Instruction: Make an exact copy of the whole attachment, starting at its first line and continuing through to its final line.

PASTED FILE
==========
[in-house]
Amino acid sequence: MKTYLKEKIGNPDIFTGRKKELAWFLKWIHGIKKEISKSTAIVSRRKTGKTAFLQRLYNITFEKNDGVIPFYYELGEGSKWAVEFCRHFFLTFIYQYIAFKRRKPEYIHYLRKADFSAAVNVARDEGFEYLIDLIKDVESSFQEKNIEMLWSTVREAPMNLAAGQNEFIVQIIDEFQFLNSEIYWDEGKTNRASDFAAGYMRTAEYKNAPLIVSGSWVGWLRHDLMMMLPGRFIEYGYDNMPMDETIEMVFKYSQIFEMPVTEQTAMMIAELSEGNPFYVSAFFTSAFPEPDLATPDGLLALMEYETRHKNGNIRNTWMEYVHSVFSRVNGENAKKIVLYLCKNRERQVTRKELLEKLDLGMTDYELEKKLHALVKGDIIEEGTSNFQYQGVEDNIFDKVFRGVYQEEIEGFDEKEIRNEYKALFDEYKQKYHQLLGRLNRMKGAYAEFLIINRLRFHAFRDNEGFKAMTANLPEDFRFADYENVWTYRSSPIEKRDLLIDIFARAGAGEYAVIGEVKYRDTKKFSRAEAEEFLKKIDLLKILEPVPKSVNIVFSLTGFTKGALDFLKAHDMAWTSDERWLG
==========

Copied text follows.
[in-house]
Amino acid sequence: MKTYLKEKIGNPDIFTGRKKELAWFLKWIHGIKKEISKSTAIVSRRKTGKTAFLQRLYNITFEKNDGVIPFYYELGEGSKWAVEFCRHFFLTFIYQYIAFKRRKPEYIHYLRKADFSAAVNVARDEGFEYLIDLIKDVESSFQEKNIEMLWSTVREAPMNLAAGQNEFIVQIIDEFQFLNSEIYWDEGKTNRASDFAAGYMRTAEYKNAPLIVSGSWVGWLRHDLMMMLPGRFIEYGYDNMPMDETIEMVFKYSQIFEMPVTEQTAMMIAELSEGNPFYVSAFFTSAFPEPDLATPDGLLALMEYETRHKNGNIRNTWMEYVHSVFSRVNGENAKKIVLYLCKNRERQVTRKELLEKLDLGMTDYELEKKLHALVKGDIIEEGTSNFQYQGVEDNIFDKVFRGVYQEEIEGFDEKEIRNEYKALFDEYKQKYHQLLGRLNRMKGAYAEFLIINRLRFHAFRDNEGFKAMTANLPEDFRFADYENVWTYRSSPIEKRDLLIDIFARAGAGEYAVIGEVKYRDTKKFSRAEAEEFLKKIDLLKILEPVPKSVNIVFSLTGFTKGALDFLKAHDMAWTSDERWLG